Mutual Non-Disclosure Agreement

A Mutual NDA (Non Disclosure Agreement) is a legal document used by parties engaged in a business arrangement to mutually forbid the sharing of information defined in the agreement.

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When two parties enter into a business negotiation, they often want to protect the sensitive information shared between them. With a Mutual NDA, both sides agree, under the penalty of law, to refrain from discussing details of what is learned about each other and the business arrangement with external parties.

The Mutual NDA is most commonly used to protect proprietary information that meets the following criteria:

  • The data for which the availability is either limited or unknown to the public.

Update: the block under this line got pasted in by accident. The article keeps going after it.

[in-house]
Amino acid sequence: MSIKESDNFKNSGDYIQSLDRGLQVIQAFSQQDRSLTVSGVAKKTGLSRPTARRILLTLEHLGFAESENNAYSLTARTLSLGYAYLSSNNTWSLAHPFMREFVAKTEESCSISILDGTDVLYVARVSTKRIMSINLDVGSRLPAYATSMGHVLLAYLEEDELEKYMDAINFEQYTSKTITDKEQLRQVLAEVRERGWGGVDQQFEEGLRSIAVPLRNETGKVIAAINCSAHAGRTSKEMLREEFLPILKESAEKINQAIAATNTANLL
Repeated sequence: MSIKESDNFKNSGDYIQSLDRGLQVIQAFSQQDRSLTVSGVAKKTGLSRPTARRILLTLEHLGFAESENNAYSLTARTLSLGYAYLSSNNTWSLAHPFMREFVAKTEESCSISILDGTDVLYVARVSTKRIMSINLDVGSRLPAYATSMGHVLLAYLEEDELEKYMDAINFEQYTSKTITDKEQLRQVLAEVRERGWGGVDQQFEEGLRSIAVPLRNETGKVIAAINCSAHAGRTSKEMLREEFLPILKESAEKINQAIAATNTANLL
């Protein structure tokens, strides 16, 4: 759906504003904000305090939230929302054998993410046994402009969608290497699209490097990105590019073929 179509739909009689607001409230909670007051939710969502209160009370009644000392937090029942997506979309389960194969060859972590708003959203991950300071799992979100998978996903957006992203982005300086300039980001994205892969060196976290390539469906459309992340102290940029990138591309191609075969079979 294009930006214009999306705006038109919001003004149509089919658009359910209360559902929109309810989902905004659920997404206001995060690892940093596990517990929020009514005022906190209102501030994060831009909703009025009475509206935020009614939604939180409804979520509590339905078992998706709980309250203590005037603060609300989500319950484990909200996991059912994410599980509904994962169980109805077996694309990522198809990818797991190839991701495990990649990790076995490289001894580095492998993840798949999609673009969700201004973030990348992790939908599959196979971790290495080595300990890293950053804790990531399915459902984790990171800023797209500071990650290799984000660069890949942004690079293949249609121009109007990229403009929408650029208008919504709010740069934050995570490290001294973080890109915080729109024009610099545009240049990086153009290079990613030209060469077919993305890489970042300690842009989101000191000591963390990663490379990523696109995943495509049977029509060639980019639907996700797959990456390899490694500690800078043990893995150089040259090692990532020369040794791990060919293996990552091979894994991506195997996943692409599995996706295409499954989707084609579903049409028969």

• If the owner of the information wants to keep it a secret

  • The information provides the owner with a significant advantage.

What Is a Mutual NDA?

A Mutual NDA is a contract between two parties to refrain from sharing the information identified in the agreement.

Other Names for Mutual NDA

Depending on the context and preferred terminology, a Mutual NDA may also be known as:

  • Confidential Disclosure Agreement (CDA)

  • Confidentiality Agreement (CA)

  • Secrecy Agreement (SA)

  • Proprietary Information Agreement (PIA)

Who Needs a Mutual NDA

If two parties want to protect the sensitive information learned about each other (during a business negotiation, business arrangement, or otherwise), they can enter into a Mutual NDA. By signing the NDA, both parties are forbidden from sharing the specified information in whole or in part.

While mutual NDAs mostly involve business entities, they can also be used by a business and an individual. For example, it is often used between an employer and an employee. The employee is forbidden to disseminate the company information learned due to carrying out his or her employment duties.

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How to Create a Mutual NDA with 360 Legal Forms